After eight seasons – one or two of which we could have done without – Dexter is done. The controversial final episode ditches the dark humor that typified the series and goes for something bleak and existential. Unlike a lot of people, I can appreciate what the writers were trying to do. But I have issues with how they did it.
The overall theme of the series was Dexter, and the viewers, doubting his humanity. Was he really just a monster or was there a human being with actual feelings buried under all the bloodlust? The final season suggested the latter and he seemed to be turning into someone who didn’t need to kill to get through the day. A happy ending was within his grasp, a semi-regular life with Hannah, the also-a-former-serial-killer he fell in love with. It was so obviously too good to be true, that it wasn’t a surprise when it was all taken away from him at the last moment.
Dexter’s sister Deborah had always been his touchstone with his less homicidal side, even if it took Hannah to finally take away his urge to kill. When Deborah ends up in the hospital, critically injured. Dexter only kills again first to avenge her and then for mercy. He takes Deb off her life support after irreparable brain damage leaves her a vegetable. Blaming himself for the events leading to her death, he gives her a burial at sea, like he gave his other victims. She is his last one. Deciding he is a danger to the people around him, he leaves his son in the care of Hannah and fakes his death. In the last scene, we see him working as a lumberjack, far away from anyone who could recognize him. He walks into an empty cabin, presumably his new home. There is no more voice-over, just silence as he stares straight ahead into the camera. Killing himself would have been too merciful, so he is forcing himself to live in this hell, devoid of meaning or human contact. There is no urge to kill but also no humanity left. He is just an empty vessel.
It is an interesting way to end things, hurt by some dubious set-up. First and foremost relating to how Deb ends up getting shot. Dexter spares Oliver Saxon’s (the main villain’s) life to show that he no longer needs to kill, but it makes no sense in this case. Saxon knows way too much that could incriminate and destroy both Dexter and Deb. Even if Saxon would need to admit guilt himself to do so, it seems clear he would have spilt the beans at some point. Out of spite, if nothing else.
Then there’s the issue of Dexter leaving his son (Harrison) in the care of Hannah. I can buy that for a moment he didn’t consider that there would undoubtedly be a manhunt for her. She was already a fugitive for multiple murders, and now she is on the run with a, legally speaking, abducted kid. Deb and Dexter’s colleagues at Miami Metro will presumably not be pleased by that and try to get their hands on them, even if they are now in Argentina. Dexter’s assumption that Hannah and his son will be safer without him is obviously false. This ends up making him look selfish and foolish rather than protective and noble. Possibly he can’t handle any more emotional connections now that the strongest one he had, has destroyed him. But it just doesn’t seem likely that he’d abandon his son, while Harrison was still in need of him.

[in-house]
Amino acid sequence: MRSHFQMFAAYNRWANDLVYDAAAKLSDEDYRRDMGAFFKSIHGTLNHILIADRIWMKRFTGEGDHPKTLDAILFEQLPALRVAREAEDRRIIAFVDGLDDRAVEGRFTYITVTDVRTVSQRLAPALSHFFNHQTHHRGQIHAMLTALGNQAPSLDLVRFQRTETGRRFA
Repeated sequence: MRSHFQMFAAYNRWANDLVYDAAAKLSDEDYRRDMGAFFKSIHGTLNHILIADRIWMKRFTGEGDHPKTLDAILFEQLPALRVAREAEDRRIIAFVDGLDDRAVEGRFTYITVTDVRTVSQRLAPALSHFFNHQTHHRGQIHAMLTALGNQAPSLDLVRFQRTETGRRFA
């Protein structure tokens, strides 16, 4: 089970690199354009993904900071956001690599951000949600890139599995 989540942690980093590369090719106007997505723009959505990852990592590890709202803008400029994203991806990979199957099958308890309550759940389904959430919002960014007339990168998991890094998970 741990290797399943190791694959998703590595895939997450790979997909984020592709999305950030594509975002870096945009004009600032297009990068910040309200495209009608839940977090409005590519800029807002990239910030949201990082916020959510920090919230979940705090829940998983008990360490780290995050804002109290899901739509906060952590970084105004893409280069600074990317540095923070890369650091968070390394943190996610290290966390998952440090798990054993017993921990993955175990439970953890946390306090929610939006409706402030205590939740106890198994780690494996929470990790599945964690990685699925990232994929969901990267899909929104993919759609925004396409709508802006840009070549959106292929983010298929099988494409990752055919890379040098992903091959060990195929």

For the rest, there are the usual believability issues. The big storm is an appropriate backdrop for the drama taking place, but is also a very convenient and obvious plot device, necessary for the faked death. The somewhat hasty unplugging of Deb going unnoticed and then him being able to run off with her body also defies belief. And how come Harrison never blurts out something that would expose Hannah or Dexter? The kid has a knack for being on his best behavior when it comes to disclosure.
But then believability was never Dexter‘s strong suit. As the seasons rolled by, the series started to shorthand the elaborate kill room set-ups and the body disposal. All nice and well, but it went a bit too smoothly. The series was so preoccupied with the Big Threats that someone randomly spotting him on a camera or while dragging a body around, would have been an inconvenient distraction. The kill rooms were sometimes in odd, semi-public places, and left taped up for hours, but were never discovered, leading to the occasional eye-roll. His regular, day-to-day serial-killing was presented as something fairly easy to get away with. And Miami Metro was criminally clueless about all their disappearing suspects and unsolved cases.
The ending the writers went for, seems uncharacteristically moralistic. Dexter needed to be punished. He couldn’t be allowed to get away with murder. The writers could have done this differently though, while still maintaining the show’s dark humor. They could have let Dexter die in some way that ironically would have made him seem a hero to the world at large. Deborah would have known better but keep up the pretense and raise Harrison. It could have been a downbeat ending, without it being quite so bleak.
Ah well, this is the ending we, the viewers, got and we’re stuck with it. It is not one of those endings that makes you regret ever watching the series to begin with, but it is a puzzling one. It almost seems that they came up with it, purely to defy expectations. Most people were assuming that Dexter would die or get caught, so neither would do. And, indeed, it is generally good to be surprised. The most expected ending is not always the most satisfying one. But Dexter‘s final twist sprained something, and it hurts a little.